Flat Stanley explores Garrison, NY

Flat Stanley arrived in Garrison, NY, 55 miles north of New York City. He found lodging at Lake Celeste on the historic Old Albany Post Road. On Saturday, April 3, 2021, Stanley headed north along this dirt road, which is listed in the National Register of historic places.

While traveling along the Old Post Road, he passed several Revolutionary-era stone mile markers. The red stone with original inscription was originally 6 feet long and buried in the ground. The stone frame and bronze plaque were added to protect this pre-Revolutionary artifact.

Mile marker 55 Miles to N York ~1770
Historical Plaque describing Old Albany Post Road history

Soon Stanley came upon the Appalachian Trail, which crosses the Old Post Road on its way from Georgia to Maine. You can see the “AT” sign just to the right of Stanley’s head in the picture below. The trail is right behind him going north.

Stanley at the Appalachian Trail crossing Old Albany Post Road

Stanley wanted to visit West Point Military Academy next. West Point is the oldest continuously occupied military institution in the USA and played a big role in the American Revolution (1775-1783). Unfortunately West Point was closed to the public due to COVID-19. So Stanley decided to hike up Sugarloaf Hill in Castle Rock Park on the east side of the Hudson River to get a good view of West Point. The hike starts below Garrison Castle which was built in the 1880s for a very wealthy railroad magnate named William Osborn. His family still lives in the area.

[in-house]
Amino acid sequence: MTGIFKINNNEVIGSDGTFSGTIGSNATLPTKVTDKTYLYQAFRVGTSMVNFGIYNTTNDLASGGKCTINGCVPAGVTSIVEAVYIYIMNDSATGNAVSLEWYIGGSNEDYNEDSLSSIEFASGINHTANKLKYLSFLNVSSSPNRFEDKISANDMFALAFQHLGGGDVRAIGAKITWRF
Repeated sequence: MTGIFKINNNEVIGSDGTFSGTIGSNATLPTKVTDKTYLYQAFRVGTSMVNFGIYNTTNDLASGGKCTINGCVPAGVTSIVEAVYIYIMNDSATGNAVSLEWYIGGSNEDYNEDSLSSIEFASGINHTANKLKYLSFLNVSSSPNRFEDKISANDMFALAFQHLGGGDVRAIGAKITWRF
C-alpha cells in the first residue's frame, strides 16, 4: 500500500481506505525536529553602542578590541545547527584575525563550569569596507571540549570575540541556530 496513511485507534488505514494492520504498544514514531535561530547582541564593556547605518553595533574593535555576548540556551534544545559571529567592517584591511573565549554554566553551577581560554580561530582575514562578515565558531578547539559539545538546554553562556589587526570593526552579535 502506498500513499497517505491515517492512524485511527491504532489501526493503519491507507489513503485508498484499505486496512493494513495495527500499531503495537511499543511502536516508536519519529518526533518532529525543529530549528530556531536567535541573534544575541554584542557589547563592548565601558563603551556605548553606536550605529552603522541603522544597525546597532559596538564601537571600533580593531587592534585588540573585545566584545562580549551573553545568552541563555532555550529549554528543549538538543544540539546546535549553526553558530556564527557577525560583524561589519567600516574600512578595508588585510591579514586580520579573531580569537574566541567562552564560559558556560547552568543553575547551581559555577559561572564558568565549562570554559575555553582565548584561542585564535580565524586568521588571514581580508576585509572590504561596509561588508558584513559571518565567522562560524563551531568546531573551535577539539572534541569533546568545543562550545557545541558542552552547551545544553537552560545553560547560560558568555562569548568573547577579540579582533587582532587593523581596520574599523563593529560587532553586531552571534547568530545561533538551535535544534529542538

Garrison Castle

After hiking up a few hundred feet Stanley found an open spot with a fantastic view (below). The US Military Academy (West Point) campus is made up of stone buildings and fortifications that were used during the American Revolution to prevent British ships from sailing upriver beyond Peekskill. The Hudson River weaves around the “point” of land jutting out. The Hudson is an estuary in this area, meaning ocean tides reverse its flow and the water is a mix of fresh and salt, with high and low tides. The local indigenous Lenape people called it Mahicantuck, “the river that flows both ways”. Just above and to the right of the campus are the cliffs of Breakneck Ridge, Storm King mountain is top left in the picture. Storm King was preserved by a 1965 US Supreme Court decision that grants “standing” to individual citizens to sue the government for harm to the environment, which was a major breakthrough for environmental accountability.

West Point and the Hudson looking north from Garrison Castle / Sugarloaf Hill

Stanley just HAD to get a closer look so he took us down to the river bank at Garrison Landing where we took this final picture. Whew what a great day!

West Point Military Academy from Garrison Landing